10.03: Darren Waller (TE – OAK)
I should reiterate that at this point in the draft, I was still unaware that I had already selected Mark Andrews in the eighth round. However, I was aware that I just drafted Noah Fant. But passing up on Waller in the 10th made little sense. With actual difference-making, starting-caliber wideouts set to be added to the Oakland Raiders roster this offseason, Waller is set to take a major step back production-wise. However, with this being a startup that takes place before the 2020 NFL Draft, I would look to use the time before the draft to shop Waller heavily. 

11.10: Preston Williams (WR – MIA)
Waiting until the 11th round to draft your second receiver is a worthwhile strategy — but it’s a risky one. I was lucky enough to land someone I have been high on since before the 2019 NFL Draft in Preston Williams. Criminally undervalued due to DeVante Parker’s breakout, fantasy owners would be wise to remember that it was Williams and not Parker who led the team in targets, target share, receptions, receiving yards, air yards, and fantasy points before he went down with his season-ending injury. Add in someone like Tua Tagovailoa to the mix, and we have the makings of a potential WR2 on our hands. 

12.03: Tee Higgins (WR – FA)
Since the rest of my team has already been filled out, it’s time to make a run on wide receivers. Tee Higgins would be in the mix to be the first wide receiver off the board in many draft classes, and he’s within the top five on most draft boards in both real life and in fantasy football. I have Jalen Reagor slightly ahead of Higgins in my personal rankings, but I am aware that many others do not share this sentiment. As such, I decided to take the plunge on Higgins and wait on the more landing spot vulnerable rookie from TCU.

13.10: Teddy Bridgewater (QB – CAR)
I thought long and hard about both Drew Lock and Teddy Bridgewater in the 12th round, but I decided that landing a quality WR3 was more important than my QB3, especially with a few appealing options still left on the board. Bridgewater should be the starter in Carolina for at least two seasons, and he has the collection of skill talent around him to hold onto the job beyond that. I still think Cam Newton would have been a much better fit in Joe Brady’s offense, but I am not surprised that cutting ties with a locker room leader like Cam was the move with a rookie head coach. 

14.03: Clyde Edwards-Helaire (RB – FA)
Clyde Edwards-Helaire continues to be undervalued by the dynasty community. While he did not impress over multiple years like many of the rookie running backs drafted before him in this startup, he had a terrific junior season. His tape screams future PPR star, but he is going to have to land in a favorable depth chart situation to avoid being in a committee. An instant RB2 if he gets starters touches, CEH appears to be one of the top values in current startups.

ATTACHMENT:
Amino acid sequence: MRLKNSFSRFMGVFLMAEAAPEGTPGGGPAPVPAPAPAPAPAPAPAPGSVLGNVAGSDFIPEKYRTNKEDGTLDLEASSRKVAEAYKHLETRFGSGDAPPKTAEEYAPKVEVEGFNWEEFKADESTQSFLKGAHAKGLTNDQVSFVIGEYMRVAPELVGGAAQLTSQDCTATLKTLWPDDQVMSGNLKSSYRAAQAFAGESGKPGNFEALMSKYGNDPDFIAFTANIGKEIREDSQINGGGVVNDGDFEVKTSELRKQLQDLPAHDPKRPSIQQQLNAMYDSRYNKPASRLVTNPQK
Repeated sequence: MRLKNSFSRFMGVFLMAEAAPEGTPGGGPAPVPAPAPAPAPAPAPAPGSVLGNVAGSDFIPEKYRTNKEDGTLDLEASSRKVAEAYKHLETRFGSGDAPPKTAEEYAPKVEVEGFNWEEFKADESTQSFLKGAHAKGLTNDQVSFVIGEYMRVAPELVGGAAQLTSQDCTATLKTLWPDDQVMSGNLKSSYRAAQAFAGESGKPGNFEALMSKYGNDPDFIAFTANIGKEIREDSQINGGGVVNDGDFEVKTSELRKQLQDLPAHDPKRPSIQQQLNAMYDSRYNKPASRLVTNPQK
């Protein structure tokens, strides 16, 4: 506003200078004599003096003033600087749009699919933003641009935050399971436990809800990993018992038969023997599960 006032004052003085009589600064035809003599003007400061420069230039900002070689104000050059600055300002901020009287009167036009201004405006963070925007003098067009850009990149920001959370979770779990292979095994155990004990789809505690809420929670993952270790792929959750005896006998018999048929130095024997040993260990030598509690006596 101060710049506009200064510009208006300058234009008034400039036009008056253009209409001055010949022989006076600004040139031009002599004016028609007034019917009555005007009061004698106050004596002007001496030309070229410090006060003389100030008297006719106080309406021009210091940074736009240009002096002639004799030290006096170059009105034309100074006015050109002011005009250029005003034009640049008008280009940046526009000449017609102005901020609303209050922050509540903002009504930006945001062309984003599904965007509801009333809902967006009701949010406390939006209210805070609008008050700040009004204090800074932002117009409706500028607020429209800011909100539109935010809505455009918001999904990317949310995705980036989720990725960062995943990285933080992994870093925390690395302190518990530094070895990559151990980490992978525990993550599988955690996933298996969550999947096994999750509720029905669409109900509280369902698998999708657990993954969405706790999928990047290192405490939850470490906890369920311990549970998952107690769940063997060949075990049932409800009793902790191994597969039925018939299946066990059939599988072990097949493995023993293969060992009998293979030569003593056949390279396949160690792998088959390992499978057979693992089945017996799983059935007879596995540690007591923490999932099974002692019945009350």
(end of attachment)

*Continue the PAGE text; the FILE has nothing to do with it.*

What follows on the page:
15.10: Zack Moss (RB – FA)
Zack Moss lost a lot of fans by running slower than expected at the 2020 NFL Combine, but as most people who have studied his game film will tell you, speed has never been his game. He wins with physicality, grit, explosion, and elite level contact balance. He relishes contact and breaks tackles with ease, and has been one of my favorite prospects since before he decided to return for his senior season. Moss may not be drafted to start, but he will at least be (hopefully) drafted to compete for a starting gig. Weirder things have happened in the NFL as teams with a top back often look for high upside depth, but the count of running back needy teams bodes well for his chances of finding himself in a favorable situation.

16.03: Jalen Reagor (WR – FA)
Jalen Reagor was somehow still available in the 16th round, but I’m not going to complain. Reagor is a little landing spot dependent, as an unimaginative play-caller could pigeonhole him as just a deep threat. His startup dynasty stock is bound to soar in the coming months, as Reagor is sure to be drafted for an immediate role. I was ready to draft him in the 12th round, so I was delighted that he lasted while I went on a running back tilt after seeing who was still on the board. 

17.10: Justin Herbert (QB – FA)
At this point in the draft, I already have three quarterbacks. But with Teddy Bridgewater potentially only lasting a couple of seasons as the starter for the Carolina Panthers, it felt necessary to make sure I had an in-house replacement option. If I did not land someone like Justin Herbert, I would likely be forced into spending a future rookie pick on a quarterback whether I wanted to or not. Herbert is expected to redshirt his rookie season, but as my QB4, I am not concerned. He has all the tools to eventually ascend to the QB1 conversation, and I could not ask for anything more from my 17th round pick.

18.03: Henry Ruggs (WR – FA)
Henry Ruggs is going to be a star in the NFL due to his game-changing speed, but there is still a legitimate debate as to whether or not that will translate to fantasy success. He is much more than a one-trick pony, but the analytics crowd is concerned that he was unable to find a way to stand out on his college team. His supporters will be quick to point out that he likely played in a more talented wide receiver room than most current NFL teams have. Whichever way things end up panning out in terms of his fantasy football success, the one thing that is certain is that he is an absolute value in the 18th round of a startup. 

19.10: Laviska Shenault (WR – FA)
Coming into the 2019 season, Laviska Shenault was in the mix as one of the top three receivers in the 2020 NFL Draft class. All he needed to do was get through the season healthy. Unfortunately, he was unable to do so, and he may have seen his stock dip both in real life and in the virtual gridiron. He is going to be a little landing spot dependent as far as reaching his immense potential, but with my final pick of the draft, I could not ask for a more talented player.

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Raju Byfield is a featured writer for FantasyPros. For more from Raju, check out his archive and follow him @FantasyContext.